Floyd Dewaine Scott v. C. Johnson
MINUTES (IN CHAMBERS) Order to Show Cause Why this Action Should Not Be Summarily Dismissed for Failure to State a Cognizable Habeas Claim by Magistrate Judge Kenly Kiya Kato. Response to Order to Show Cause due by 10/2/2020.(SEE ORDER FOR DETAILS) (Attachments: # 1 Petition FORM, # 2 Notice of Dismissal) (dts)
UNITED STATES DISTRICT COURT
CENTRAL DISTRICT OF CALIFORNIA
CV 20-8046-JVS (KK)
Date: September 14, 2020
Title: Floyd Dewaine Scott v. C. Johnson, Warden
Present: The Honorable KENLY KIYA KATO, UNITED STATES MAGISTRATE JUDGE
Attorney(s) Present for Petitioner(s):
Attorney(s) Present for Respondent(s):
Order to Show Cause Why this Action Should Not Be Summarily Dismissed
for Failure to State a Cognizable Habeas Claim
On August 26, 2020, Petitioner Floyd Dewaine Scott (“Petitioner”), an inmate at California
State Prison – Los Angeles County (“CSP-LAC”), constructively filed 1 a pro se Petition for Writ of
Habeas Corpus (“Petition”) pursuant to 28 U.S.C. § 2254 which appears to challenge an August 22,
2019 disciplinary hearing conviction that resulted in 60 days of no phone privileges, yard recreation
privileges, or day room privileges, and loss of 30 days good time credit. See Dkt. 1, Pet. at 2.
Petitioner sets forth four “grounds for relief”. Id. at 14-23.
Ground One is “against Respondent J. Fernald (Fernald) is Perjury, Filing a False California
Department of Corrections and Rehabilitation (CDCR) Rules Violation Report (RVR) CDCR 115,
and Retaliation” for filing an allegedly false RVR against Petitioner on August 6, 2019, rather than
first issuing a verbal warning, in retaliation for Petitioner filing a 602 Complaint form against
Fernald. 2 Id. at 14-18. Petitioner states he “seeks to have (A) The False RVR Log Number
Under the “mailbox rule,” when a pro se prisoner gives prison authorities a pleading to mail
to court, the court deems the pleading constructively “filed” on the date it is signed. Roberts v.
Marshall, 627 F.3d 768, 770 n.1 (9th Cir. 2010) (citation omitted).
“[T]he proper respondent to a habeas petition is ‘the person who has custody over [the
petitioner].’” Rumsfeld v. Padilla, 542 U.S. 426, 434, 124 S. Ct. 2711, 159 L. Ed. 2d 513 (2004)
(continued . . . )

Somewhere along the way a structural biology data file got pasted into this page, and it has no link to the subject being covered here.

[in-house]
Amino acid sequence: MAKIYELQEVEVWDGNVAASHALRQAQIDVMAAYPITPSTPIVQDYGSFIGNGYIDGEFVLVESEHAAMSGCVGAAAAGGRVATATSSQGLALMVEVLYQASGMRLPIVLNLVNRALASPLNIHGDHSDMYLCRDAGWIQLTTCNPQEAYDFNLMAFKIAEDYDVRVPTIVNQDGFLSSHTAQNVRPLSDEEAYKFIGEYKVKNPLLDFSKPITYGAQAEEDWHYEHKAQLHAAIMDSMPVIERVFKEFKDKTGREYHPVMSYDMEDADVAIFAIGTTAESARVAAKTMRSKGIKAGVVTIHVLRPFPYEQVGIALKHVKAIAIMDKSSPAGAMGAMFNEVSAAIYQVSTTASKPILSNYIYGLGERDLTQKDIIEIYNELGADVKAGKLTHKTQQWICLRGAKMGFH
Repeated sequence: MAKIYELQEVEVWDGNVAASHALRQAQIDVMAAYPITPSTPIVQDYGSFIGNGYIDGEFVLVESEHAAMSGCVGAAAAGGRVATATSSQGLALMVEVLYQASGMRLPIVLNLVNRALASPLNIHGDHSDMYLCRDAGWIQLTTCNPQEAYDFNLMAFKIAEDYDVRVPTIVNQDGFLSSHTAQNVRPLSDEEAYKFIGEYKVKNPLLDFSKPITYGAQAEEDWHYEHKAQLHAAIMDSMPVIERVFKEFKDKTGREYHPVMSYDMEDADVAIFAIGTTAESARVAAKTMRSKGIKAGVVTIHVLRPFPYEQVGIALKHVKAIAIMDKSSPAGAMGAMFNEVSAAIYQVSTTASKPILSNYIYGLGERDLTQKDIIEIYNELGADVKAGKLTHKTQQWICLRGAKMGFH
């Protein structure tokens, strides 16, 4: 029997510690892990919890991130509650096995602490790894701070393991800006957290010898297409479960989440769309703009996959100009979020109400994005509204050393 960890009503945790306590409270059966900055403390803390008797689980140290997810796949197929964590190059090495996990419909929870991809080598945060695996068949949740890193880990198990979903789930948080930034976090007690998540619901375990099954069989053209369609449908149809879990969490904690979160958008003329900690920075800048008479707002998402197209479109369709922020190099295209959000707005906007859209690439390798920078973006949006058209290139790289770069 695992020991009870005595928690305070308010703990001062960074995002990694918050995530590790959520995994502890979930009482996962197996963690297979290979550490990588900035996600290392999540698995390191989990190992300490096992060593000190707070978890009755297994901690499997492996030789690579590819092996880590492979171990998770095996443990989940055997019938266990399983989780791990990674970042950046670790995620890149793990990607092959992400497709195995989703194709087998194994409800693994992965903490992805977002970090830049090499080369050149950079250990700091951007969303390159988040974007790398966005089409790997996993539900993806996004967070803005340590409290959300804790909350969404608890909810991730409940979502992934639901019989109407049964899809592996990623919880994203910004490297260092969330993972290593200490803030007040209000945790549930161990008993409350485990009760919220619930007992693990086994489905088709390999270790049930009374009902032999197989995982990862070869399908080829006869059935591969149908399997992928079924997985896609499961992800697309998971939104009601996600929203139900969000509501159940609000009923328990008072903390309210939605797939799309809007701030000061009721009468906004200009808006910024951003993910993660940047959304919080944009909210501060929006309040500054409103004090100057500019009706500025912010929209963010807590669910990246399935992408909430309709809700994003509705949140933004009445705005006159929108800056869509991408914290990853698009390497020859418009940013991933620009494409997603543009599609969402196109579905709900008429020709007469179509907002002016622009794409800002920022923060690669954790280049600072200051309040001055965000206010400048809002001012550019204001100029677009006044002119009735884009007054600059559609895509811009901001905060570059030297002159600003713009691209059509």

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000000006886249 removed from his Prison Perso[n]nel File, [and] (B) Criminal Charges brought
against J. Fernald . . . .” Id. at 18.
Ground Two is “for J. Varela (Varela)”, who was the Senior Hearing Officer at the August
22, 2019 hearing, for “Due Process Violations [and] Eighth Amendment Rights” for denying
Petitioner his request for a polygraph test and declining to require supplemental reports from other
correctional officers who witnessed the incident resulting in the August 6, 2019 RVR. Id. at 19-20.
Petitioner states he “wants J. Varela prosecuted for his actions in violating the Petitioner[’]s
Constitutional Rights.” Id. at 20.
Ground Three is “for Due Process Violation and Eighth Amendment Violations.” Id.
Petitioner alleges D. Barbato “classified the False RVR Log Number 000000006886249”, A.F.
Martinez “heard two of Petitioner’s 602 Complaints” on September 30, 2019 and “failed to correct
the False RVR” or allow Petitioner to take a polygraph test, and M. Hodges “for also failing to
correct the False RVR[.]” Id. at 20-22. Petitioner states the “RVR Log Number 00000000688249
should be removed from the Petitioner’s CDCR Person[n]el File with all copies and the Original
Removed and given to the Petitioner[.]” Id. at 21.
Ground Four is “on the State Courts Failure to hold an Evidentiary Hearing on the Grounds
Raised.” 3 Id. at 22. Petitioner argues the state courts violated his due process rights and “Sixth
Amendment Rights to meaningful access to the Courts when they failed to hold an evidentiary
As discussed below, the Court orders Petitioner to show cause why the Petition should not
be summarily dismissed for failure to state a cognizable habeas claim.